Faire Chaolais, in Scotland, is a bit of a trend bucker in many ways. For starters it's a loud and proud holiday home - not trying to be a home from home, and as such not that homely. There are no large swathes of glazing, typically found on the south elevation - in fact there are essentially no openings on the house's two longest facades - eschewing the perennial go-to for so many 'light bathed' new builds. It also doesn't doff its cap to the vernacular forms dotted all around this beautiful Highland landscape. Formally it's quite unlike any of its traditional neighbours.
However, upsetting the natural order was in no way the raison d'être behind the project. Quite the reverse. Architect Daniel Bär of Dualchas Architects describes it as a simple site-specific response to a tricky plot. 'The location is fantastic (overlooking the Silver Sands of Morar) but the site itself was challenging. It's set between two main traffic arteries - rail and road - and the ground was full of backfill from years before when the motorway was built and excavations were dumped on adjacent ground. But I find difficult sites fascinating in terms the design challenge they present.'
As a result Faire Chaolais's single storey upper living level 'reaches out' towards the views, culminating in a single ground-to-ceiling glazed element but with no openings to the sides. 'A bit like a telescope, or a horse's blinkers, where the view is concentrated and the unspectacular surrounding terrain is blocked out,' says Bär.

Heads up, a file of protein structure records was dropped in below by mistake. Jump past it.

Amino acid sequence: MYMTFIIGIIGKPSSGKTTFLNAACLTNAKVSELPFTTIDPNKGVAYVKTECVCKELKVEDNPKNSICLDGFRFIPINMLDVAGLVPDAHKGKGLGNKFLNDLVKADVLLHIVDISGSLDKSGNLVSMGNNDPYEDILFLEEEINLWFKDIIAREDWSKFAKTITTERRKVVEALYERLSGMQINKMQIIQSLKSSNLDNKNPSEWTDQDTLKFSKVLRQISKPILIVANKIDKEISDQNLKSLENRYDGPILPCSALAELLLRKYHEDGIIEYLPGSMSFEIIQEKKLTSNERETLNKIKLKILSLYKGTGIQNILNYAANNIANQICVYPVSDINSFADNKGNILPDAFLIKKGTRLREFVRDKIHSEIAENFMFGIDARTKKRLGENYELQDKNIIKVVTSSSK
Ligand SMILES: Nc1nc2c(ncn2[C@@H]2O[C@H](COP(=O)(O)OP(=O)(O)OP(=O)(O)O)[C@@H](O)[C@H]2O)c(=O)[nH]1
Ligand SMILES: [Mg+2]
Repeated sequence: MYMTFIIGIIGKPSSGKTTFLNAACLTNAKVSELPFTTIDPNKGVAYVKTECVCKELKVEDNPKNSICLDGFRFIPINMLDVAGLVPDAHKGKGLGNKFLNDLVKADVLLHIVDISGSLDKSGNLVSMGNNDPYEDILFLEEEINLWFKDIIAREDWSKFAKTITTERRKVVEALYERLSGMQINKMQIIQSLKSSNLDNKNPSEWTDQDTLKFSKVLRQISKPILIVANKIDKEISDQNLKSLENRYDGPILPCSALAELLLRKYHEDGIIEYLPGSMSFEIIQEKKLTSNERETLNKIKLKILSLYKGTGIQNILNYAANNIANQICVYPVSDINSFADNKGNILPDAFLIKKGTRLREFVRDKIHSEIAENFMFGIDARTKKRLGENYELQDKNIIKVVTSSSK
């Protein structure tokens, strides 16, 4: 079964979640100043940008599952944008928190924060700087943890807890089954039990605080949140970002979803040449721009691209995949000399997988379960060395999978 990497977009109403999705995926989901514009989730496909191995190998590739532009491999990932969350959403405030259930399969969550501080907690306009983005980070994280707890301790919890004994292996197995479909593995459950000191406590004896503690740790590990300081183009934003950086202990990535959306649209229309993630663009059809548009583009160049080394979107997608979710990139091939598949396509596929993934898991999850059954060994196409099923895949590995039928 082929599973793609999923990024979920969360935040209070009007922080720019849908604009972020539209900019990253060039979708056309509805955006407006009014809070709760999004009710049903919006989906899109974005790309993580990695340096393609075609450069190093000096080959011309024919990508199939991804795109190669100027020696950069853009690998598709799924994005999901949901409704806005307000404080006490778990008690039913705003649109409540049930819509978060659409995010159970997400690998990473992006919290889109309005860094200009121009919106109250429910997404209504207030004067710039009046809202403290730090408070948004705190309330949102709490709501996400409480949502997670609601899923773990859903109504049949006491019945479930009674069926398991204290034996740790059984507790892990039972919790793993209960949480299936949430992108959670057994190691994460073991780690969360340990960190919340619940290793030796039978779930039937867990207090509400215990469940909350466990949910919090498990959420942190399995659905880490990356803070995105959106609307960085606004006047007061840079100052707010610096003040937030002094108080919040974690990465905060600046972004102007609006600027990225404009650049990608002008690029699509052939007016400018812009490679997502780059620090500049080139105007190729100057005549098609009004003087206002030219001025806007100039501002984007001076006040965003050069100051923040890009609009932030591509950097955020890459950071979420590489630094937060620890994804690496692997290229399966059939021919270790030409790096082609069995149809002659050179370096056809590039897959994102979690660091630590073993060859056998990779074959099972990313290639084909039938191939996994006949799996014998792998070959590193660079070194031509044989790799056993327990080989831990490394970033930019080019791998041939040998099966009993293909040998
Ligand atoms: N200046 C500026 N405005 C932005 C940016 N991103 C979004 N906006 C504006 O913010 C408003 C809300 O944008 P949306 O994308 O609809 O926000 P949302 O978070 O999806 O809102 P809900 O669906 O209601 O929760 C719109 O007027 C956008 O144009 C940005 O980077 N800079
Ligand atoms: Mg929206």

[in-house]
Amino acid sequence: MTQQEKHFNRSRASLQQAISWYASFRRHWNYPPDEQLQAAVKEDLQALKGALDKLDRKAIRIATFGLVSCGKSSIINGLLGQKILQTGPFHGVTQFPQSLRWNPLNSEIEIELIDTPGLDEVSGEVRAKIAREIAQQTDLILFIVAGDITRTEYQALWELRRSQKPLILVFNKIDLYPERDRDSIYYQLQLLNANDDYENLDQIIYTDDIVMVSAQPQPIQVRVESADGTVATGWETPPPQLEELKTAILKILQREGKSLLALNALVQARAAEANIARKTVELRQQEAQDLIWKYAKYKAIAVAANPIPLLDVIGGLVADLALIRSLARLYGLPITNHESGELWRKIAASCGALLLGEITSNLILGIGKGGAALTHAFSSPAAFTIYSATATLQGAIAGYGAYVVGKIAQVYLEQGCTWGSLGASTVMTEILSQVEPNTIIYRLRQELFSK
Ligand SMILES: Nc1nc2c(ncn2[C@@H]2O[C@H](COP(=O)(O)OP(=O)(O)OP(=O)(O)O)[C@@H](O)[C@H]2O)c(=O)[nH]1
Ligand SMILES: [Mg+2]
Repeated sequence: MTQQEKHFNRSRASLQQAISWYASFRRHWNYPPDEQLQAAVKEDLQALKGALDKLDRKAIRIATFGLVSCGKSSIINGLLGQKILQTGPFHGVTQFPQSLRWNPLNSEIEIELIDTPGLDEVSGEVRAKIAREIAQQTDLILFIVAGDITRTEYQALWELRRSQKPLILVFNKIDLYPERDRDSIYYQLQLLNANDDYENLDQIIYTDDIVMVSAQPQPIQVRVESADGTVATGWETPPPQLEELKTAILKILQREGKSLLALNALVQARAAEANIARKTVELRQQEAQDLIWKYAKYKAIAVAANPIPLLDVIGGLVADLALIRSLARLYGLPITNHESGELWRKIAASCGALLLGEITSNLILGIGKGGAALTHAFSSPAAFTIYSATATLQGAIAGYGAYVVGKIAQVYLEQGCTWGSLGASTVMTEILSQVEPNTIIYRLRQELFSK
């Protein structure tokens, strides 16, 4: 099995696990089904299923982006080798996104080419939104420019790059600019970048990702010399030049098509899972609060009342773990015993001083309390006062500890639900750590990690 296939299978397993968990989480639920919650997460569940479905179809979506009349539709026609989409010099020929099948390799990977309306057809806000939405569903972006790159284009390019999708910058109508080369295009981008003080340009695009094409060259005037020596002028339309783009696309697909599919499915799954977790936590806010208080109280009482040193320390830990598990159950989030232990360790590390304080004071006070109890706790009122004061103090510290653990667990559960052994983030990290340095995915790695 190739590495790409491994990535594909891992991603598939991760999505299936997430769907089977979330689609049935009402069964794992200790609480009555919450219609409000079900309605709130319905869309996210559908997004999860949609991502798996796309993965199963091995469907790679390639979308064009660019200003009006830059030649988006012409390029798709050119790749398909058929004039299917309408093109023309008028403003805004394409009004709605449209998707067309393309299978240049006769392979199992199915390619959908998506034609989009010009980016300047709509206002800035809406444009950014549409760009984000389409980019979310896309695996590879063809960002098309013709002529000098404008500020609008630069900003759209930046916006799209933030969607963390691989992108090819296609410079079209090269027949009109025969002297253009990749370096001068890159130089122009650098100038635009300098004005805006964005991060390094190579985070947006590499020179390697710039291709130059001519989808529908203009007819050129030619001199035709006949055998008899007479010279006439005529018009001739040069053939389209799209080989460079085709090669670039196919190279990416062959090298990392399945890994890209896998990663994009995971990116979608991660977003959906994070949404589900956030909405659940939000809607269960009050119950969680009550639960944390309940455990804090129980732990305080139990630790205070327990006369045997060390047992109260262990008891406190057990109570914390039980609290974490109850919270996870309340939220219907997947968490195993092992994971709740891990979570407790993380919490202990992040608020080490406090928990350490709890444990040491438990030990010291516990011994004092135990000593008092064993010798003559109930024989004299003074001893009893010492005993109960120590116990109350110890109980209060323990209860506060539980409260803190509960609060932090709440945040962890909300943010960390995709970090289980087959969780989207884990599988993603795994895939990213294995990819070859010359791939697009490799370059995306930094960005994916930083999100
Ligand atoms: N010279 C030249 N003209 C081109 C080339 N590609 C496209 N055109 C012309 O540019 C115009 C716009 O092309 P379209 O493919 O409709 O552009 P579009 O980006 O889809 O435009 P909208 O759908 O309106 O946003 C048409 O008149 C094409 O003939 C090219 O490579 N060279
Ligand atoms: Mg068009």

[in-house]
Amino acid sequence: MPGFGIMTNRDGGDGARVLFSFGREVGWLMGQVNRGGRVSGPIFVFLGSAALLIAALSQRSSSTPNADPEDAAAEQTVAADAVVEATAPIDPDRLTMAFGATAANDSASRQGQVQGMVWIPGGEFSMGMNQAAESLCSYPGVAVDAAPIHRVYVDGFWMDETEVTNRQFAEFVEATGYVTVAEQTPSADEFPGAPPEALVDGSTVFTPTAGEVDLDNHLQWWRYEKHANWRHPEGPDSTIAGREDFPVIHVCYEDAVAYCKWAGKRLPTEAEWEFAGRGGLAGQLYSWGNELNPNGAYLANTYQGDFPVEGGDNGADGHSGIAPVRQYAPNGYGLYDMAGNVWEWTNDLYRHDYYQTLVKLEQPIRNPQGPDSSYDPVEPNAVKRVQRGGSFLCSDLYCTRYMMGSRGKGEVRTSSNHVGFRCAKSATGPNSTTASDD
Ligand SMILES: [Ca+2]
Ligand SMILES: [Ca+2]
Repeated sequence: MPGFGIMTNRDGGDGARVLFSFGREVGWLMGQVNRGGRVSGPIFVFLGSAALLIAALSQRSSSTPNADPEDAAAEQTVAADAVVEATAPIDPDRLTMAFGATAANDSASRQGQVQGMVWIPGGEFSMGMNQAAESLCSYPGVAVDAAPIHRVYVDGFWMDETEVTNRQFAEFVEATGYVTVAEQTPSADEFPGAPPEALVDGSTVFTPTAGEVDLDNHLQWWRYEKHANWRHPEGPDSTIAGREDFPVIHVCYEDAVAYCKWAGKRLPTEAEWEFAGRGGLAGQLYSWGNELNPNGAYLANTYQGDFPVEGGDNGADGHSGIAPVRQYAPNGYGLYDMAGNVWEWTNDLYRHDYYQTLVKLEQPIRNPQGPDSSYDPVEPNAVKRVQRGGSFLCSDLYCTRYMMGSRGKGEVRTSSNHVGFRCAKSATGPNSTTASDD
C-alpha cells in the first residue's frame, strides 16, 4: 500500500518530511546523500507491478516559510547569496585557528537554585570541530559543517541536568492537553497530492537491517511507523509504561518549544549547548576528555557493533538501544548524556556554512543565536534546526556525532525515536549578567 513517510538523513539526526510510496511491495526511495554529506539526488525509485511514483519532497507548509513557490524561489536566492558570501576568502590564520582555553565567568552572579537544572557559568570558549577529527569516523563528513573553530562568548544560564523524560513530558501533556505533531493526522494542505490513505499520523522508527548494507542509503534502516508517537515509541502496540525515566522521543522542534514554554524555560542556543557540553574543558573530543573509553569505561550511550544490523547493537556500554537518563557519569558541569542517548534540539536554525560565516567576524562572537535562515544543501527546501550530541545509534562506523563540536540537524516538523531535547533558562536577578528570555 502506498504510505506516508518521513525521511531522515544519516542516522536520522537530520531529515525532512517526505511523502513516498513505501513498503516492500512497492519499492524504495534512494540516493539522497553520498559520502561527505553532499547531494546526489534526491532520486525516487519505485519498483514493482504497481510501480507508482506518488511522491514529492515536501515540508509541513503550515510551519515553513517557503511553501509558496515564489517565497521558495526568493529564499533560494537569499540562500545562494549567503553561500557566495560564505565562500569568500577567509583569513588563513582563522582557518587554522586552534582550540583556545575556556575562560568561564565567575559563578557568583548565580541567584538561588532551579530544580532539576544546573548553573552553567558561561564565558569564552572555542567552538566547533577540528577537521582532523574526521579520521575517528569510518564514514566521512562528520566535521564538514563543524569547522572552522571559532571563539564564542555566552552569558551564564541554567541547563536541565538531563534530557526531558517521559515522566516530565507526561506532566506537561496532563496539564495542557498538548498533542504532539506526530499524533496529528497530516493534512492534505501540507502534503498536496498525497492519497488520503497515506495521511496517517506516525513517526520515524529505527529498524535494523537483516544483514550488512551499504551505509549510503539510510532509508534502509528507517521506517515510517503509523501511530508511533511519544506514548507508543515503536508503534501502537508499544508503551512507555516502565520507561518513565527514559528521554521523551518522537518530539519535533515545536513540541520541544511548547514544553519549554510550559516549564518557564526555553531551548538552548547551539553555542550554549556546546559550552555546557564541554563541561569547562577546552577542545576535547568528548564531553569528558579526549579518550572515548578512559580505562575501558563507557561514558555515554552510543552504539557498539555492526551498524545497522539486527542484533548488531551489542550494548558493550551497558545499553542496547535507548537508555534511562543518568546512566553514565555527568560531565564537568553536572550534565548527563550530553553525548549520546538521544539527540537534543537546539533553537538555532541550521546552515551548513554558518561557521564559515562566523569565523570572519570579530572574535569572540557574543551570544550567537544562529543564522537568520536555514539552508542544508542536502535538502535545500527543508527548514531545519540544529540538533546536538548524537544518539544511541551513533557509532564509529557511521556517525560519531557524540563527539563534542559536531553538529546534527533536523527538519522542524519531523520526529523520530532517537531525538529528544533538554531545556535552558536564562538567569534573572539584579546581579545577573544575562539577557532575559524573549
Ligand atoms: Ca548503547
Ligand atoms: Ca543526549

The three bedrooms and bathroom hunker down bunker-like beneath the cantilevered living area, creating privacy. However this fully glazed lower level isn't without its drama, particularly when it's raining - a not uncommon event in the Highlands. Due to the seamless larch roof and rainscreen cladding (and absence of guttering and downpipes) rainwater cascades down creating a waterfall effect outside the bedroom windows.
Internally Bär has stripped away any fussy details. "It is quite spartan, just polished concrete floors and white painted plasterboard, but rather than concentrating on materials the focus is on the light itself. The light is very varied in this building. You have a different feeling wherever you are. Instinctively you are drawn to the glazed gable with main northwest views. However the roof lights on the first floor also reflect the changing light throughout the day, with deep shadows created when the sun goes down.'
'A lot of the locals on the West Highland train line pass the house and there has been some wild speculation as to what the house actually is!' concludes Bär. 'People are intrigued, and I like that the design has created some mystery.'